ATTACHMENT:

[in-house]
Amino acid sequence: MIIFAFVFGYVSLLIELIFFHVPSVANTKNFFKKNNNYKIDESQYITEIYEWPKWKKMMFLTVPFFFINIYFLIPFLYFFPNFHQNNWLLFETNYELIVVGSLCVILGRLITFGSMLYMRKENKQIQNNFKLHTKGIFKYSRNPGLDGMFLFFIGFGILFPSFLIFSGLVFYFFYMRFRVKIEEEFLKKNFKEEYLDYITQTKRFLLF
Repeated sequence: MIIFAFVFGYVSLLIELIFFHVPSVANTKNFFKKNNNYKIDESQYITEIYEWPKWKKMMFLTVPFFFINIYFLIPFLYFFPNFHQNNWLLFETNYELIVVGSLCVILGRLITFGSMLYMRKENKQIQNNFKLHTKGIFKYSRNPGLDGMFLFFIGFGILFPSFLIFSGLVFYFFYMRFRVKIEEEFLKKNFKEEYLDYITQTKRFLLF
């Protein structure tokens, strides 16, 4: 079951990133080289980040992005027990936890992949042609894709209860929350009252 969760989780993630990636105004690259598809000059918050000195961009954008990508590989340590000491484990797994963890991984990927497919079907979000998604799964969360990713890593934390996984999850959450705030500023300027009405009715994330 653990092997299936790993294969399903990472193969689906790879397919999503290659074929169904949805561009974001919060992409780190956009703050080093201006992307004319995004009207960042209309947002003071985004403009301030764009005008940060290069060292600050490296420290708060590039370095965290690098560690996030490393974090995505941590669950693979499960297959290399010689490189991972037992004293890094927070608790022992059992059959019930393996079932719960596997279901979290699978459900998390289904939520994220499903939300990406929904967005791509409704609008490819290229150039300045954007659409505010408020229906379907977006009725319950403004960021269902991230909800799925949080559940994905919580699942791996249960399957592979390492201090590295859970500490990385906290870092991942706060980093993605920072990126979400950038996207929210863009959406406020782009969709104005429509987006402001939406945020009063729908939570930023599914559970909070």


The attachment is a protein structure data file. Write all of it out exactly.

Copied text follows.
[in-house]
Amino acid sequence: MIIFAFVFGYVSLLIELIFFHVPSVANTKNFFKKNNNYKIDESQYITEIYEWPKWKKMMFLTVPFFFINIYFLIPFLYFFPNFHQNNWLLFETNYELIVVGSLCVILGRLITFGSMLYMRKENKQIQNNFKLHTKGIFKYSRNPGLDGMFLFFIGFGILFPSFLIFSGLVFYFFYMRFRVKIEEEFLKKNFKEEYLDYITQTKRFLLF
Repeated sequence: MIIFAFVFGYVSLLIELIFFHVPSVANTKNFFKKNNNYKIDESQYITEIYEWPKWKKMMFLTVPFFFINIYFLIPFLYFFPNFHQNNWLLFETNYELIVVGSLCVILGRLITFGSMLYMRKENKQIQNNFKLHTKGIFKYSRNPGLDGMFLFFIGFGILFPSFLIFSGLVFYFFYMRFRVKIEEEFLKKNFKEEYLDYITQTKRFLLF
């Protein structure tokens, strides 16, 4: 079951990133080289980040992005027990936890992949042609894709209860929350009252 969760989780993630990636105004690259598809000059918050000195961009954008990508590989340590000491484990797994963890991984990927497919079907979000998604799964969360990713890593934390996984999850959450705030500023300027009405009715994330 653990092997299936790993294969399903990472193969689906790879397919999503290659074929169904949805561009974001919060992409780190956009703050080093201006992307004319995004009207960042209309947002003071985004403009301030764009005008940060290069060292600050490296420290708060590039370095965290690098560690996030490393974090995505941590669950693979499960297959290399010689490189991972037992004293890094927070608790022992059992059959019930393996079932719960596997279901979290699978459900998390289904939520994220499903939300990406929904967005791509409704609008490819290229150039300045954007659409505010408020229906379907977006009725319950403004960021269902991230909800799925949080559940994905919580699942791996249960399957592979390492201090590295859970500490990385906290870092991942706060980093993605920072990126979400950038996207929210863009959406406020782009969709104005429509987006402001939406945020009063729908939570930023599914559970909070």